The Guns at Gettysburg

The Guns at Gettysburg

The Guns at Gettysburg

The Guns at Gettysburg

Excerpt

My Sound of the Guns, the Story of American Artillery from the Ancient and Honorable Company to the Atom Cannon and Guided Missile, because of its scope could allot only part of a chapter to the guns at Gettysburg. It had not long been written before I was impelled to turn to another book entirely devoted to the heroic and critical parts played by the gunners of the Union and the Confederacy on those three July days of 1863.

Artillery in the famous battle had been largely neglected, it seemed to me, as it had to a battery officer who fought there. Gettysburg, wrote Lieutenant Colonel Tully McCrea, "has been discussed from every point of view except that of the artillery, yet every account of the battle refers to the effectiveness of the arm. Scarcely any of them omit to mention the distinguished part which it performed, but how this was brought about, and wherein the management of the batteries differed from that of Chancellorsville or other preceding battles, has been passed by as a mere tactical or administrative detail, overshadowed by the magnitude of the conflict as a whole."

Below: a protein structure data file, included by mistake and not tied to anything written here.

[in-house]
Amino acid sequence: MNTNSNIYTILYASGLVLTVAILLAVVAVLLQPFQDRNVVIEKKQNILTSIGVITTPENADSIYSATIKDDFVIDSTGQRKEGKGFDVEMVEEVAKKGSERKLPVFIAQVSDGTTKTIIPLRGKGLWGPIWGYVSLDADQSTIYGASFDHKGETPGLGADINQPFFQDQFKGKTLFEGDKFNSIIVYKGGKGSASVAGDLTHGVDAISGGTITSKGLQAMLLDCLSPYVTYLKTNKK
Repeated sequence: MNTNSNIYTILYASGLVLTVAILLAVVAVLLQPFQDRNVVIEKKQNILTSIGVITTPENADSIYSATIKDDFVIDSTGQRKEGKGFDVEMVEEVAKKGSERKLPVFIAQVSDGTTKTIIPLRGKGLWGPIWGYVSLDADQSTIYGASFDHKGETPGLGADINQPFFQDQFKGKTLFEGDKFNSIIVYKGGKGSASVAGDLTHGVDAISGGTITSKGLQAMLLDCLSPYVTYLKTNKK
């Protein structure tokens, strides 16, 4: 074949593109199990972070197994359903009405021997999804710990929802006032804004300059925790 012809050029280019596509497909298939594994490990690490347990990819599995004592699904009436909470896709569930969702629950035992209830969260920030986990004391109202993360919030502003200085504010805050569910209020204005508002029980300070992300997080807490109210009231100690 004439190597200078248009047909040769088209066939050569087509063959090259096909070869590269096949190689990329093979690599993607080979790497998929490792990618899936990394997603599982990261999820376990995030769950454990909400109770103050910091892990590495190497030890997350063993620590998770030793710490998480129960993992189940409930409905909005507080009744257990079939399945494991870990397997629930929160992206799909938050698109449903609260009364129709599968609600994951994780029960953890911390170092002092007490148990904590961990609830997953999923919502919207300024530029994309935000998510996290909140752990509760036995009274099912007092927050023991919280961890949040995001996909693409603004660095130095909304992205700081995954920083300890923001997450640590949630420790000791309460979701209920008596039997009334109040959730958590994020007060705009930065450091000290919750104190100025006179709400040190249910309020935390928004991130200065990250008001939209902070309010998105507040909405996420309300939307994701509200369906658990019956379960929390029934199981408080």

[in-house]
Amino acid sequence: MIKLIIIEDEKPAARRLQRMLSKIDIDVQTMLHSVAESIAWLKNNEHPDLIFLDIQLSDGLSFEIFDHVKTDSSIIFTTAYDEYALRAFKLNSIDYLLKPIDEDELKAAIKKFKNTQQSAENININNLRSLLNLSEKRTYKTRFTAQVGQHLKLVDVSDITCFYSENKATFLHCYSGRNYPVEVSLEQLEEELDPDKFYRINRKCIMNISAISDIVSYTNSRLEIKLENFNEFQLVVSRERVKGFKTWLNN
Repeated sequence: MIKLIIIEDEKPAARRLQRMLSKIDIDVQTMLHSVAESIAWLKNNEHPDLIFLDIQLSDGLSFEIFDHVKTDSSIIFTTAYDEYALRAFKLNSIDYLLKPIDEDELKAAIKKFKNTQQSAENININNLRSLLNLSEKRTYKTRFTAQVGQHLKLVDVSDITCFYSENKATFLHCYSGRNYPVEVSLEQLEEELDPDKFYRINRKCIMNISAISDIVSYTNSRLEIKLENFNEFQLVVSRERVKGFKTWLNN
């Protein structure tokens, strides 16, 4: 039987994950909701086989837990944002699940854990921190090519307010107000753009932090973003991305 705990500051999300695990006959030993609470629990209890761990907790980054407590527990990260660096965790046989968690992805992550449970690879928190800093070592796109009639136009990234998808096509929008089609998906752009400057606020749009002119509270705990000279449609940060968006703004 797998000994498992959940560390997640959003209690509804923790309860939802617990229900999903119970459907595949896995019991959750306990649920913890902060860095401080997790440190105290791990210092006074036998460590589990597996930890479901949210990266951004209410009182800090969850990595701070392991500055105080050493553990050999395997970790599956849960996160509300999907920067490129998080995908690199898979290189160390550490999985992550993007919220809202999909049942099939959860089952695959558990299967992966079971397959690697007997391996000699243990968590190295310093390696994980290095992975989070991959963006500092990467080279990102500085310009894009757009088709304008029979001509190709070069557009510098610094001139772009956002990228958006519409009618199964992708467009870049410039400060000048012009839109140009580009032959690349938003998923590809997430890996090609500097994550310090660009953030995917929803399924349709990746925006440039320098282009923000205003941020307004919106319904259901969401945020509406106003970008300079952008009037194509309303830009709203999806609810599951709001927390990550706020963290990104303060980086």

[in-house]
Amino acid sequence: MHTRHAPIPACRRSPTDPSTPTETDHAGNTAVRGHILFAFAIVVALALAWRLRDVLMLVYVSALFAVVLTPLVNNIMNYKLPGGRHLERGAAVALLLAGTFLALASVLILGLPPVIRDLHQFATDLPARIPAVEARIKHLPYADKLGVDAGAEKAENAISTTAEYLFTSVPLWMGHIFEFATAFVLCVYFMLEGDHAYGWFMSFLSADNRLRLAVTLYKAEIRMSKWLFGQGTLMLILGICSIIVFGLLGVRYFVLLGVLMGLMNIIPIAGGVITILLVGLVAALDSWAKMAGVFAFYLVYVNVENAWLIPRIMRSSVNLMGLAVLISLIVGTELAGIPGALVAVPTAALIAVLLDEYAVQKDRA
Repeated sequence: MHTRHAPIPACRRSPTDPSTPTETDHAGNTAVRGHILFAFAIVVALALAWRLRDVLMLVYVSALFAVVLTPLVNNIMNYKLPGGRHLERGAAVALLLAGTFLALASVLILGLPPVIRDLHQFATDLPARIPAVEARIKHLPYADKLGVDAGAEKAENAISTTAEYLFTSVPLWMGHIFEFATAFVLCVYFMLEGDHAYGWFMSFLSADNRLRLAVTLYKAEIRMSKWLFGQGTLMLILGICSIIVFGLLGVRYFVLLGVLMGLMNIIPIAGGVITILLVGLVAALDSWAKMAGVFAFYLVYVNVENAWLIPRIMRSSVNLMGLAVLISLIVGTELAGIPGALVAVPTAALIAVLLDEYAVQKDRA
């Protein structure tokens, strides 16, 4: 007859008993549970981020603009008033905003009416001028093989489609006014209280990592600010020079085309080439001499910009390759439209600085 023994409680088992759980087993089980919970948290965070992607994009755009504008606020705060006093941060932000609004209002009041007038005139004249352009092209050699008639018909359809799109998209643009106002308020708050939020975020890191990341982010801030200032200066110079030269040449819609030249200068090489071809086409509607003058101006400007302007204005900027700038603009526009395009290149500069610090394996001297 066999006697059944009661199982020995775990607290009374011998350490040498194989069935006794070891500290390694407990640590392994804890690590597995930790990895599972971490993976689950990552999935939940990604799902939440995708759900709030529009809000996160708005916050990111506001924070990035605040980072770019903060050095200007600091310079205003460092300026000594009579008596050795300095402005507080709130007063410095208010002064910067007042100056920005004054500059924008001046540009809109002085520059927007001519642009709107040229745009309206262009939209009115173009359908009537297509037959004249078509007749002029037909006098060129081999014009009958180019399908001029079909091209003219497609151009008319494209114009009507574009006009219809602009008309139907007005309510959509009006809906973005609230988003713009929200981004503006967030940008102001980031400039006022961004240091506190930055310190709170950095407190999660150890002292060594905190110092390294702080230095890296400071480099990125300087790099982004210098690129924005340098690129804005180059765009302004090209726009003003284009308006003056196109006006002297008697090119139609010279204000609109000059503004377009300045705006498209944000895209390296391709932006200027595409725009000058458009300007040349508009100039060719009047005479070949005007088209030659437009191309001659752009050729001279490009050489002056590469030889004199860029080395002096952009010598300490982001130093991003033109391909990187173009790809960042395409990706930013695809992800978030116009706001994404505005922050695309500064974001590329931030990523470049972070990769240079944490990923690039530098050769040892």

There are such notable exceptions as the treatment of the Confederate artillery in Wise The Long Arm of Lee, which assigns four chapters to Gettysburg and contains excellent material on the gunners of the South. Colonel Wise's work was inspired by the same inattention to the arm which animated my book. "The reports of the various commanders engaged in the war are generally vague on . . .

Author Advanced search

Oops!

An unknown error has occurred. Please click the button below to reload the page. If the problem persists, please try again in a little while.